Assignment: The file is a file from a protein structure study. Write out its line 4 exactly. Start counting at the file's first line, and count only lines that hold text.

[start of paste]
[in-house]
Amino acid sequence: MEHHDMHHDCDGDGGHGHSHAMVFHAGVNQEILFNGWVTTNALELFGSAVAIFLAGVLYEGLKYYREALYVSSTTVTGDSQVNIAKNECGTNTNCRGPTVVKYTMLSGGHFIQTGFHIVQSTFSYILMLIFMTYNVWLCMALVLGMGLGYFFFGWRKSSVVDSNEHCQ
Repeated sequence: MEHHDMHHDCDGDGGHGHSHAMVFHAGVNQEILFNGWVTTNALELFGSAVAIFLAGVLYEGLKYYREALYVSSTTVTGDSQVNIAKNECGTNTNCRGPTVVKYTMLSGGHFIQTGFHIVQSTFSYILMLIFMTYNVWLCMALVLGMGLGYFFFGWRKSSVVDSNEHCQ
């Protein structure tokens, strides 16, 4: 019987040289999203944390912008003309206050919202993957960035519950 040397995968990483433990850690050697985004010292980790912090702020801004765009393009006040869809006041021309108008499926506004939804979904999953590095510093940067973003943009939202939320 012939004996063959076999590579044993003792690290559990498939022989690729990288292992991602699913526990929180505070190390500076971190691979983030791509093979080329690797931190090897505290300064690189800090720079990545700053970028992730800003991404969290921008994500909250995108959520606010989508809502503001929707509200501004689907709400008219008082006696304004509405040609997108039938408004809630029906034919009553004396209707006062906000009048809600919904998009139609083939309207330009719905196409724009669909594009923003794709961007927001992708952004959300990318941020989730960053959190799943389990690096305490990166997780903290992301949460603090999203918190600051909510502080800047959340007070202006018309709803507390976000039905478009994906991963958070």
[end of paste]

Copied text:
């Protein structure tokens, strides 16, 4: 019987040289999203944390912008003309206050919202993957960035519950 040397995968990483433990850690050697985004010292980790912090702020801004765009393009006040869809006041021309108008499926506004939804979904999953590095510093940067973003943009939202939320 012939004996063959076999590579044993003792690290559990498939022989690729990288292992991602699913526990929180505070190390500076971190691979983030791509093979080329690797931190090897505290300064690189800090720079990545700053970028992730800003991404969290921008994500909250995108959520606010989508809502503001929707509200501004689907709400008219008082006696304004509405040609997108039938408004809630029906034919009553004396209707006062906000009048809600919904998009139609083939309207330009719905196409724009669909594009923003794709961007927001992708952004959300990318941020989730960053959190799943389990690096305490990166997780903290992301949460603090999203918190600051909510502080800047959340007070202006018309709803507390976000039905478009994906991963958070």